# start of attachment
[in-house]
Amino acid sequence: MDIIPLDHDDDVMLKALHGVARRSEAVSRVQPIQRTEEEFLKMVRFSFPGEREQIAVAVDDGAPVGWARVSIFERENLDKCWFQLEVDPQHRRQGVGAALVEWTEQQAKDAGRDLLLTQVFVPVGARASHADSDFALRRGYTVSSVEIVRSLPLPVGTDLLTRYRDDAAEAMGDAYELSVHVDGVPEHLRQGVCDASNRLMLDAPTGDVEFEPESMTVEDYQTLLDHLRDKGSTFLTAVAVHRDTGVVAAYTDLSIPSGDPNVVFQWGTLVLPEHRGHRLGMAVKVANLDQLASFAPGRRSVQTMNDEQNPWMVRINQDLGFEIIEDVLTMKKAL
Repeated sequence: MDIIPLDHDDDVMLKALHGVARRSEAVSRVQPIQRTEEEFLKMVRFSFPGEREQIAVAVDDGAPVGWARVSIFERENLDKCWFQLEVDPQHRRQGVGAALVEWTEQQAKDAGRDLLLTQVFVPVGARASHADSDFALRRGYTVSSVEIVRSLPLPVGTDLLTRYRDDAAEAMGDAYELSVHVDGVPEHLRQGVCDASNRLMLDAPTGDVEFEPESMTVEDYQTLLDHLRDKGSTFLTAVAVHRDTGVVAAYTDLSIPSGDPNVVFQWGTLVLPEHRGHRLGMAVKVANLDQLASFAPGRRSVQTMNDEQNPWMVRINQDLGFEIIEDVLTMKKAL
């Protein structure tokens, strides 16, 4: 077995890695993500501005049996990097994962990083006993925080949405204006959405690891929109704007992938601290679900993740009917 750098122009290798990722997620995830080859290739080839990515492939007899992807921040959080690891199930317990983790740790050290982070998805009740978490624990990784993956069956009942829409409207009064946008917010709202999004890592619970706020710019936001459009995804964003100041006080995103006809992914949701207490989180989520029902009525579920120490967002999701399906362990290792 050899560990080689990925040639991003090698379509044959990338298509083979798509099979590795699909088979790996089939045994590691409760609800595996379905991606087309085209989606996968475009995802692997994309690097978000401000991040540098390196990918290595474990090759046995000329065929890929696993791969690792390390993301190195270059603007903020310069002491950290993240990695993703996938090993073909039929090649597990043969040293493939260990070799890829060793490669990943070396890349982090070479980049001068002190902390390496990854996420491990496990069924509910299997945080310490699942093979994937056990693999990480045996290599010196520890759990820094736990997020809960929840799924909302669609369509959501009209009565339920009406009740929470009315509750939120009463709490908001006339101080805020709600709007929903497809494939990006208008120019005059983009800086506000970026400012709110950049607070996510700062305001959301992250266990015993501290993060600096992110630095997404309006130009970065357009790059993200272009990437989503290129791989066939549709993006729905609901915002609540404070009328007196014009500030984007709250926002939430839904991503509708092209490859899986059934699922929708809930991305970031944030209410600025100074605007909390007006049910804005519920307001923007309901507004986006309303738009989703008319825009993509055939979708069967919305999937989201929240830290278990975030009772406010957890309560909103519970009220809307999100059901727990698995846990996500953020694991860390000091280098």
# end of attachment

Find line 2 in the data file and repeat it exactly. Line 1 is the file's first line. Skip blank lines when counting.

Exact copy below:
Amino acid sequence: MDIIPLDHDDDVMLKALHGVARRSEAVSRVQPIQRTEEEFLKMVRFSFPGEREQIAVAVDDGAPVGWARVSIFERENLDKCWFQLEVDPQHRRQGVGAALVEWTEQQAKDAGRDLLLTQVFVPVGARASHADSDFALRRGYTVSSVEIVRSLPLPVGTDLLTRYRDDAAEAMGDAYELSVHVDGVPEHLRQGVCDASNRLMLDAPTGDVEFEPESMTVEDYQTLLDHLRDKGSTFLTAVAVHRDTGVVAAYTDLSIPSGDPNVVFQWGTLVLPEHRGHRLGMAVKVANLDQLASFAPGRRSVQTMNDEQNPWMVRINQDLGFEIIEDVLTMKKAL